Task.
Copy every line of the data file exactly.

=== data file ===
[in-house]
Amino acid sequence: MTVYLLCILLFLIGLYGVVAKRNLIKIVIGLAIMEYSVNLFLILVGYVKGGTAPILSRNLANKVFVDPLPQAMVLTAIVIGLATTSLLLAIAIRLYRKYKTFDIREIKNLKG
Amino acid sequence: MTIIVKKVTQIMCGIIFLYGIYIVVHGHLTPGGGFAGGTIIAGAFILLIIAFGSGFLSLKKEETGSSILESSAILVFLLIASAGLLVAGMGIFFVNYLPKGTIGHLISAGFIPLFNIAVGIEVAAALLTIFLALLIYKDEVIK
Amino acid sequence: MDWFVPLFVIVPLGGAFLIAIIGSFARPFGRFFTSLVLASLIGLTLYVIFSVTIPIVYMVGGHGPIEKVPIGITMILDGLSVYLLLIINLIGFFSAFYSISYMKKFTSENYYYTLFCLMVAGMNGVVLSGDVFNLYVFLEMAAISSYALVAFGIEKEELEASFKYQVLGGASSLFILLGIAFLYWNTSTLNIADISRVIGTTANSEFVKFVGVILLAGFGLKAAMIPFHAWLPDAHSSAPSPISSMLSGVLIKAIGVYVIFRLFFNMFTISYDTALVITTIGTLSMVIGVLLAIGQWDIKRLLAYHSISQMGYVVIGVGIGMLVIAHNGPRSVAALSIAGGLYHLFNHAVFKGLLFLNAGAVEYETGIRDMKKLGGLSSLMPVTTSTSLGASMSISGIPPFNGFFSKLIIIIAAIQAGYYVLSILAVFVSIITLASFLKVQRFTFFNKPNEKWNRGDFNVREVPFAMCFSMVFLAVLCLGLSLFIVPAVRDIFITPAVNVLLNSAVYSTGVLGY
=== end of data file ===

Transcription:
[in-house]
Amino acid sequence: MTVYLLCILLFLIGLYGVVAKRNLIKIVIGLAIMEYSVNLFLILVGYVKGGTAPILSRNLANKVFVDPLPQAMVLTAIVIGLATTSLLLAIAIRLYRKYKTFDIREIKNLKG
Amino acid sequence: MTIIVKKVTQIMCGIIFLYGIYIVVHGHLTPGGGFAGGTIIAGAFILLIIAFGSGFLSLKKEETGSSILESSAILVFLLIASAGLLVAGMGIFFVNYLPKGTIGHLISAGFIPLFNIAVGIEVAAALLTIFLALLIYKDEVIK
Amino acid sequence: MDWFVPLFVIVPLGGAFLIAIIGSFARPFGRFFTSLVLASLIGLTLYVIFSVTIPIVYMVGGHGPIEKVPIGITMILDGLSVYLLLIINLIGFFSAFYSISYMKKFTSENYYYTLFCLMVAGMNGVVLSGDVFNLYVFLEMAAISSYALVAFGIEKEELEASFKYQVLGGASSLFILLGIAFLYWNTSTLNIADISRVIGTTANSEFVKFVGVILLAGFGLKAAMIPFHAWLPDAHSSAPSPISSMLSGVLIKAIGVYVIFRLFFNMFTISYDTALVITTIGTLSMVIGVLLAIGQWDIKRLLAYHSISQMGYVVIGVGIGMLVIAHNGPRSVAALSIAGGLYHLFNHAVFKGLLFLNAGAVEYETGIRDMKKLGGLSSLMPVTTSTSLGASMSISGIPPFNGFFSKLIIIIAAIQAGYYVLSILAVFVSIITLASFLKVQRFTFFNKPNEKWNRGDFNVREVPFAMCFSMVFLAVLCLGLSLFIVPAVRDIFITPAVNVLLNSAVYSTGVLGY